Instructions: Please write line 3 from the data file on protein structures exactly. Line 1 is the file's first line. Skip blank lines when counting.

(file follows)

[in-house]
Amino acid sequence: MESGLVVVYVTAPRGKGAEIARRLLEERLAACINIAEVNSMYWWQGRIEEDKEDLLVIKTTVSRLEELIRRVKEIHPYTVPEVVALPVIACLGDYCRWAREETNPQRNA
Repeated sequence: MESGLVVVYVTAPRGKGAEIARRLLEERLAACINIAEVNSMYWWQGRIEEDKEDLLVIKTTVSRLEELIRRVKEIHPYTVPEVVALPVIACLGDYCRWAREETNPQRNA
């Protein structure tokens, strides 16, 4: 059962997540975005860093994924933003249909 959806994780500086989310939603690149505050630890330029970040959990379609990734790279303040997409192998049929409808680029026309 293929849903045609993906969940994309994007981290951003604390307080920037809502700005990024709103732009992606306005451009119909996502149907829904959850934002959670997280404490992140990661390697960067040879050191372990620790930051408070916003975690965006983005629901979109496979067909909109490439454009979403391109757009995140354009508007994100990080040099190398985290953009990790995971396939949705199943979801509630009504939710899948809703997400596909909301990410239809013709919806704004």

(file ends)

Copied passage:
Repeated sequence: MESGLVVVYVTAPRGKGAEIARRLLEERLAACINIAEVNSMYWWQGRIEEDKEDLLVIKTTVSRLEELIRRVKEIHPYTVPEVVALPVIACLGDYCRWAREETNPQRNA